Bagenal (Bagnal(l)), Sir Henry (c.1556–1598), soldier, was born in England, eldest son of Sir Nicholas Bagenal (qv) and his wife Eleanor (née Griffith; d. 1573) of Penrhyn, north Wales. Henry apparently left Oxford without graduating and began service in Ireland under his father. When Sir Nicholas became chief commissioner of Ulster (1577), Henry was made his assistant, and was knighted in 1578. His experience included command of the rear of the government force defeated at Glenmalure, Co. Wicklow (August 1580); he also, as commander at Carrickfergus, Co. Antrim, led a force that was ambushed and forced to retire during operations against Rathlin Island (September 1584). In 1586, the year in which he became MP for Anglesey, Bagenal presented at court his Description and present state of Ulster (1586), which stressed the strategic dangers of the area, and the need to curtail the powers of the O'Neills and set up a presidency of Ulster, with himself in a position similar to that of Richard Bingham (qv) in Connacht. The queen found much of this acceptable, but the proposals were dropped after bitter and violent disputes between the Bagenals and their colleagues in the Irish administration.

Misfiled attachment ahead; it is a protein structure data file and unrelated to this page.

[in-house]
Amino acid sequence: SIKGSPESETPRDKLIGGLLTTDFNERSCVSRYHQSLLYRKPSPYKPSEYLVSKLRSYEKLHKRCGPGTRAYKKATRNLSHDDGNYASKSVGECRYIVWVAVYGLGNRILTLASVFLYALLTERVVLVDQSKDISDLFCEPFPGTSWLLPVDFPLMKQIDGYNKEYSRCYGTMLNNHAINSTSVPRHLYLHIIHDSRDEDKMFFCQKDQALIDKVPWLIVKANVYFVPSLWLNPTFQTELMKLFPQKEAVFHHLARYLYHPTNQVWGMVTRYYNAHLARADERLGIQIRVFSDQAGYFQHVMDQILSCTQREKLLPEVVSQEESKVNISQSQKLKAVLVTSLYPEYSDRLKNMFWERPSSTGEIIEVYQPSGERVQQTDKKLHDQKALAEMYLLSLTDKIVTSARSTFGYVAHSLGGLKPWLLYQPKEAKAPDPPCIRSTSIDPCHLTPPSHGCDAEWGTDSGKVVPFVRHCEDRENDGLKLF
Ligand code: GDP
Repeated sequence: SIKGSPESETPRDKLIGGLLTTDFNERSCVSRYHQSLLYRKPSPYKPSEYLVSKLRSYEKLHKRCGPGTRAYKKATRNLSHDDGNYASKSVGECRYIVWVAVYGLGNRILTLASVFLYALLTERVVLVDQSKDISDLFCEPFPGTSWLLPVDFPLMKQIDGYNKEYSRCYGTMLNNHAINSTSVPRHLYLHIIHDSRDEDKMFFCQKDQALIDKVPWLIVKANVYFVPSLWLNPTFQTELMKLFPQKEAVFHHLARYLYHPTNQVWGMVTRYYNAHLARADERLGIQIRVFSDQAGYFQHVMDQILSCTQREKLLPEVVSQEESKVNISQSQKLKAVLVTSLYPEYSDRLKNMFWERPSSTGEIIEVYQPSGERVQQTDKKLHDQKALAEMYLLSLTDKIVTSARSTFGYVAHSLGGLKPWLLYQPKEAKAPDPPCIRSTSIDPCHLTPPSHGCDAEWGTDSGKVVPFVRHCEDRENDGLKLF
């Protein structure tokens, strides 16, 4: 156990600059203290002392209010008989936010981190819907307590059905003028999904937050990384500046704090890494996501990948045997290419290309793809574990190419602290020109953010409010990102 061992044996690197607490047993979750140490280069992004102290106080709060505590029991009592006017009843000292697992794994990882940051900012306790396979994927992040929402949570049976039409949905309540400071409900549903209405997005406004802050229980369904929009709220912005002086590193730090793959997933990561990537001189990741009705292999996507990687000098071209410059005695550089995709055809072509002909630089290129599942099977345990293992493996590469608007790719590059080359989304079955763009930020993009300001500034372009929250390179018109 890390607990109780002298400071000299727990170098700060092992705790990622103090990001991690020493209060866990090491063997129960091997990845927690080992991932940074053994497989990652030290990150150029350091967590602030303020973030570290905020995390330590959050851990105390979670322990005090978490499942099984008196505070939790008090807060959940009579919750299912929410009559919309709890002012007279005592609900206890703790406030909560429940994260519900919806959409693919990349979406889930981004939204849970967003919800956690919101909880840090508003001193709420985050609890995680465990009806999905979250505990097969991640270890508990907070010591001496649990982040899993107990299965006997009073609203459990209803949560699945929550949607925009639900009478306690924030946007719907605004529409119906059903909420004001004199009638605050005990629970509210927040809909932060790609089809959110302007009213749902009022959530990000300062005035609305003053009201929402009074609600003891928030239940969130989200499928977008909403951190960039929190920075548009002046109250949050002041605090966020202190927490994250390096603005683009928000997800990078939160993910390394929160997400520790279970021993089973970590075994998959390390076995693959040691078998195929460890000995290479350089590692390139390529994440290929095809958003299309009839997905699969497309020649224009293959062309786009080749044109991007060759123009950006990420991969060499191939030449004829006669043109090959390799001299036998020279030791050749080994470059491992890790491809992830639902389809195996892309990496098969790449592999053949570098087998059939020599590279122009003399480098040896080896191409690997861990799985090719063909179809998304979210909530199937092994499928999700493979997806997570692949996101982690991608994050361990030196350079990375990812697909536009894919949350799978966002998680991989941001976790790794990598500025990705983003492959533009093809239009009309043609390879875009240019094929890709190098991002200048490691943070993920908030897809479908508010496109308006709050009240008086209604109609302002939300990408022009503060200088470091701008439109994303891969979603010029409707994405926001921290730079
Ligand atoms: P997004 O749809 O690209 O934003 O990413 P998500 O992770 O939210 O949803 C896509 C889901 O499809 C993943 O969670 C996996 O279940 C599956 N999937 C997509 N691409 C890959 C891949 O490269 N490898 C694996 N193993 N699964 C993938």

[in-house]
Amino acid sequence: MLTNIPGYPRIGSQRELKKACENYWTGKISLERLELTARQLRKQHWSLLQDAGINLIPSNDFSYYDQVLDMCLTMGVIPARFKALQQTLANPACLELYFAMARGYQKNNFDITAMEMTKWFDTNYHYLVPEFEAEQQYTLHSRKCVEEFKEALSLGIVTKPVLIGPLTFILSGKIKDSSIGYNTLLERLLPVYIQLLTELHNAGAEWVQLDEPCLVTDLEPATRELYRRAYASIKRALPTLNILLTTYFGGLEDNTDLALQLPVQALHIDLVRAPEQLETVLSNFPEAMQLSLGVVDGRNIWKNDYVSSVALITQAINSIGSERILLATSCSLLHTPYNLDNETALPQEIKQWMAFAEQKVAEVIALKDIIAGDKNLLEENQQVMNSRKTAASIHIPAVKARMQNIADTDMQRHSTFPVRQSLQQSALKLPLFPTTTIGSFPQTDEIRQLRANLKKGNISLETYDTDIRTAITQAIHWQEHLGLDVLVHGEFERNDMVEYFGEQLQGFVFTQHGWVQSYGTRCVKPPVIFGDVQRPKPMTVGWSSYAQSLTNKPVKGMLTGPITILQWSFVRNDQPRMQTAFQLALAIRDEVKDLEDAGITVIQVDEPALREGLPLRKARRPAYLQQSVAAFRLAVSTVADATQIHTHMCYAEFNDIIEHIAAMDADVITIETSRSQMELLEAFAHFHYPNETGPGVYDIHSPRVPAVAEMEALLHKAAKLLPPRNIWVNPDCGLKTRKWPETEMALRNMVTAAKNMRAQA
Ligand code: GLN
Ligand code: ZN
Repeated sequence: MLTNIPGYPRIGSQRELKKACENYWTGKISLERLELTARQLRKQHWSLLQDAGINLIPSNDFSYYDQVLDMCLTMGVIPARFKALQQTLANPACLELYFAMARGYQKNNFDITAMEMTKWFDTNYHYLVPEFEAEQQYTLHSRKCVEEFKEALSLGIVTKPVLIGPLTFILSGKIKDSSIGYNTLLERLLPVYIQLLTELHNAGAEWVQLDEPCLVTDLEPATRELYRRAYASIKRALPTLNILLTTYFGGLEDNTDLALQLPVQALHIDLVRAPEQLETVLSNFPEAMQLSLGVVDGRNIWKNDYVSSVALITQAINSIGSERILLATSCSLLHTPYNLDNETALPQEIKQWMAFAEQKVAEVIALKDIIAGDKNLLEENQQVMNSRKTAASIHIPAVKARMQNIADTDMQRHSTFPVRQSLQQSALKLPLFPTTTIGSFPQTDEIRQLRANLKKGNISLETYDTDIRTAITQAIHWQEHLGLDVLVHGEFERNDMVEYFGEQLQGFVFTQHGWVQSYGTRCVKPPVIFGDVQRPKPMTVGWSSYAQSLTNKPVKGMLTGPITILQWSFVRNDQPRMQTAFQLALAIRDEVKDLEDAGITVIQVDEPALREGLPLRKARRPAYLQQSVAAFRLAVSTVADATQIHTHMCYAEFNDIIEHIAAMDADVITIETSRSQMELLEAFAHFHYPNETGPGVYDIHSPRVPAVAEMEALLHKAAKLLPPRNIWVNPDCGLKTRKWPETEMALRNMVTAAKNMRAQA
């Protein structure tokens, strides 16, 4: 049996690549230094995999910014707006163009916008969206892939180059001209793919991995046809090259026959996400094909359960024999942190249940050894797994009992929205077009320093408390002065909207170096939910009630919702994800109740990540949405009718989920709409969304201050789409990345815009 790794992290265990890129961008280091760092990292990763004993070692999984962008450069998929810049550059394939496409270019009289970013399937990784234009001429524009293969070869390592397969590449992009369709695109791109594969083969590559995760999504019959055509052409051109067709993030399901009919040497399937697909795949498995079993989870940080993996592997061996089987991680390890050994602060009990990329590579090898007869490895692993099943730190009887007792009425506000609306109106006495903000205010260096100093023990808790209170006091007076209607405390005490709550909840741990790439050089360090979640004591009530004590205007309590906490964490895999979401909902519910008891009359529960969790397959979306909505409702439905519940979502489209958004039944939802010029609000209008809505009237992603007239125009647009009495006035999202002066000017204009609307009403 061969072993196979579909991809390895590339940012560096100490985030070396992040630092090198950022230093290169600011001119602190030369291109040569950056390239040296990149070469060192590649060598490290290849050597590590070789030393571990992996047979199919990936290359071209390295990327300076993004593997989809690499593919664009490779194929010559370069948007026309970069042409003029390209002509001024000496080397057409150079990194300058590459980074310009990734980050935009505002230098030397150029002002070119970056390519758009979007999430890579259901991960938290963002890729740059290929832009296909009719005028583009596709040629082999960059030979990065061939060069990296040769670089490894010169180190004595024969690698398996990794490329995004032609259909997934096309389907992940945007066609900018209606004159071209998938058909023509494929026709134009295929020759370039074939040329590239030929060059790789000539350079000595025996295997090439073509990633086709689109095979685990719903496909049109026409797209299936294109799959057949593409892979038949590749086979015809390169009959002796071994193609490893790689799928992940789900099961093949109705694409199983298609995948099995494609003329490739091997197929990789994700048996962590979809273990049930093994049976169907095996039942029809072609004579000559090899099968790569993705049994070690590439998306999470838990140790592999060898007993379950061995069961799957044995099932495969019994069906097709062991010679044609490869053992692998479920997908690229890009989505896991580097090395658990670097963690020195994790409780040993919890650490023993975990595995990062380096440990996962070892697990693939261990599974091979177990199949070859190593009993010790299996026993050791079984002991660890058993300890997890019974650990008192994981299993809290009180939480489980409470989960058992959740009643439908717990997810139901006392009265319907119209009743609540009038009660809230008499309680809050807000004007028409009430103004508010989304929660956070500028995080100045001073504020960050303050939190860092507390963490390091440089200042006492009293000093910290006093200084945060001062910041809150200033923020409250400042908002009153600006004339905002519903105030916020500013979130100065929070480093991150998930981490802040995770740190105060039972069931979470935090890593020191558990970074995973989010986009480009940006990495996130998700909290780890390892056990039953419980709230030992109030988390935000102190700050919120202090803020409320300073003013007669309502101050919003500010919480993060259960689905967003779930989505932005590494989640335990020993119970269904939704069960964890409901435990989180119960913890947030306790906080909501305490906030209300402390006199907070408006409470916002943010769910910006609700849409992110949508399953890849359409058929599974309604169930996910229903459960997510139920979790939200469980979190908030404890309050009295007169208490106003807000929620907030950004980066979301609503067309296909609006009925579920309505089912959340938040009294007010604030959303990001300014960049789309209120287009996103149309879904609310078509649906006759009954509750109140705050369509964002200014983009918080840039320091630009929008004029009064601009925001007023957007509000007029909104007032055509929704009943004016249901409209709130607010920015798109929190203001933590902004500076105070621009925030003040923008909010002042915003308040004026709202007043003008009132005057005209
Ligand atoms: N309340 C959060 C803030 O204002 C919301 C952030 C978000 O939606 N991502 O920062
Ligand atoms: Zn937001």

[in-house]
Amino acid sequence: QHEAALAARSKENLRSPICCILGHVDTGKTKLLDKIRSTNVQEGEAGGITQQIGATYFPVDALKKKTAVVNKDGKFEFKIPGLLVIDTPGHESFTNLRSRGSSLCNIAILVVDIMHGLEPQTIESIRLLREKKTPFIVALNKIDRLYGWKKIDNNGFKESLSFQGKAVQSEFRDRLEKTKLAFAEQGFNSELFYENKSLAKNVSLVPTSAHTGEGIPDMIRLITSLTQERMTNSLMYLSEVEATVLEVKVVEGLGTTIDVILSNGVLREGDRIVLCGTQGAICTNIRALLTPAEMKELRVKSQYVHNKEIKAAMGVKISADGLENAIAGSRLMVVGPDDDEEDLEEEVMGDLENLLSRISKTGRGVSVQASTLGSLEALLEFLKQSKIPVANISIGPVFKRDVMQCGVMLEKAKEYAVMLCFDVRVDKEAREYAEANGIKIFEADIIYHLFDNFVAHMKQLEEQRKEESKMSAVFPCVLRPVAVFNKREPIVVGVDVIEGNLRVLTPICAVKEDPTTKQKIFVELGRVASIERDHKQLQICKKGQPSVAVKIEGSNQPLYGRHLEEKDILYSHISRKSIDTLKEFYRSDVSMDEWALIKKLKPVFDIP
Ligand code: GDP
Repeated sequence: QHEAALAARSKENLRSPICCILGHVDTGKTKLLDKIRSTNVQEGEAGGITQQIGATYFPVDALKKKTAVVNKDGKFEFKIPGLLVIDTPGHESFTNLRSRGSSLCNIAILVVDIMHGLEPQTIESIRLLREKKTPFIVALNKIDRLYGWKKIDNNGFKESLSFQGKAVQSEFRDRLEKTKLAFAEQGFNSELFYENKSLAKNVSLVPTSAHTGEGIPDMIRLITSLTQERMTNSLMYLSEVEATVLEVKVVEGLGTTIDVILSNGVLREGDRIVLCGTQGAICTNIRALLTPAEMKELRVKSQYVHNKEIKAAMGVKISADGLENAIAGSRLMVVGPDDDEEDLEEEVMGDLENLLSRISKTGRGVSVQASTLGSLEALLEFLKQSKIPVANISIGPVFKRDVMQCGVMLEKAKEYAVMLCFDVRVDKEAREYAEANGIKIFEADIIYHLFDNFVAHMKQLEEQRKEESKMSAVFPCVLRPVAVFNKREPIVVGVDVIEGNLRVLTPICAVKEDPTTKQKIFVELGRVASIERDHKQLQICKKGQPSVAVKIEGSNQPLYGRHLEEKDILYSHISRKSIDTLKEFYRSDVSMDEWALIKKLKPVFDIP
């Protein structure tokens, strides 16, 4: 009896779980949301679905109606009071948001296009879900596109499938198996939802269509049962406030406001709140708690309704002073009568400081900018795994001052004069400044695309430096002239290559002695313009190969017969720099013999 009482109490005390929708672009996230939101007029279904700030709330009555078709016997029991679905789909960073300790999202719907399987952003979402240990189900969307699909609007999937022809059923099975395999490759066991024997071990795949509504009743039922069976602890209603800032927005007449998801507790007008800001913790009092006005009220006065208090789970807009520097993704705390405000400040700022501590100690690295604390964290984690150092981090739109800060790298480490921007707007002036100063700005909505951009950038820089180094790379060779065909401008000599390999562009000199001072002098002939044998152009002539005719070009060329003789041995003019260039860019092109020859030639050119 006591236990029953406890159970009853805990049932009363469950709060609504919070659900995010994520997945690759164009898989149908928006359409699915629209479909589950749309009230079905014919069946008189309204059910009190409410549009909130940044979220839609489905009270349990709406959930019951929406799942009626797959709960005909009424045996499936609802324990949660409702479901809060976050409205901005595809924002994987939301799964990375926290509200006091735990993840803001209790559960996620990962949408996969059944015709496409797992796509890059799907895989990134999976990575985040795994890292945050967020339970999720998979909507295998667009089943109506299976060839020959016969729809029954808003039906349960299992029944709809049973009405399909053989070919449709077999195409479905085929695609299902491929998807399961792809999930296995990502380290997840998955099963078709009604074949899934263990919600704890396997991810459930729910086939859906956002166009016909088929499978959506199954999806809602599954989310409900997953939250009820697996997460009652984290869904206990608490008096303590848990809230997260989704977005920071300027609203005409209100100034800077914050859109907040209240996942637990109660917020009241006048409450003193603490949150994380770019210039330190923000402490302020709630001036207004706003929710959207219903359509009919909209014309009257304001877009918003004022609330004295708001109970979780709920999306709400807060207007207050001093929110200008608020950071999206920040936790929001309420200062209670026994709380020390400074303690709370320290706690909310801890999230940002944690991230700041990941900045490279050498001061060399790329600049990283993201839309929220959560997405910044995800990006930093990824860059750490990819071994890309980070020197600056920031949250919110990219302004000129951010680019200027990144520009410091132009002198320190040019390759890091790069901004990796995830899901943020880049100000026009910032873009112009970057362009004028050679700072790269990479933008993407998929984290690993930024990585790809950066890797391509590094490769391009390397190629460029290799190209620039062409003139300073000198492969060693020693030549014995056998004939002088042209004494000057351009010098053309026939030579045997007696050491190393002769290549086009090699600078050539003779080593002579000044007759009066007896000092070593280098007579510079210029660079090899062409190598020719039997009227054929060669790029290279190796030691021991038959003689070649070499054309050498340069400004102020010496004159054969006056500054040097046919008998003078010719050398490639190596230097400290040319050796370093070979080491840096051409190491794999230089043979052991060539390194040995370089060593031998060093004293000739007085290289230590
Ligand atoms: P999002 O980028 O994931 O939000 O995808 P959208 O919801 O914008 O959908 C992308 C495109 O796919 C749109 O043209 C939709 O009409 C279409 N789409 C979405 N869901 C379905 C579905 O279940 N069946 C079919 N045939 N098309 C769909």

Nonetheless, Henry returned to Ireland (1587) as deputy to his father; and on 24 October 1590 succeeded him as marshal of the army and became a member of the Irish council. The following year he succeeded him as chief commissioner for Ulster (18 May 1591), but the position lacked substance at a time when the London government was conciliatory towards the O'Neills. Within three months his sister Mabel (qv), against his will, had married Hugh O'Neill (qv), 2nd earl of Tyrone. Henry refused to pay the dowry, and though he and O'Neill cooperated in defeating Hugh Maguire (qv) in 1593, the earl eventually began direct conflict with the government by attacking Bagenal at Clontibret, Co. Monaghan (13 June 1595), and later laid waste Bagenal's estates near Newry. Subsequent campaigns centred on the relief and supply of English garrisons in Ulster. In 1598 Bagenal (who had successfully resupplied Armagh in 1596–7) led over 4,000 men to relieve the Blackwater fort near Armagh, and was defeated by O'Neill, O'Donnell, and Maguire at the Yellow Ford (14 August), losing his own life, nearly half his force, and in consequence the fort – a severe blow to government control of Ireland. His body may have been buried in St Patrick's church, Newry.
Bagenal married (a. September 1586) Eleanor(a) Savage of Cheshire, cousin of the 3rd earl of Rutland, and had (either with her or in later marriages) at least three sons and six daughters.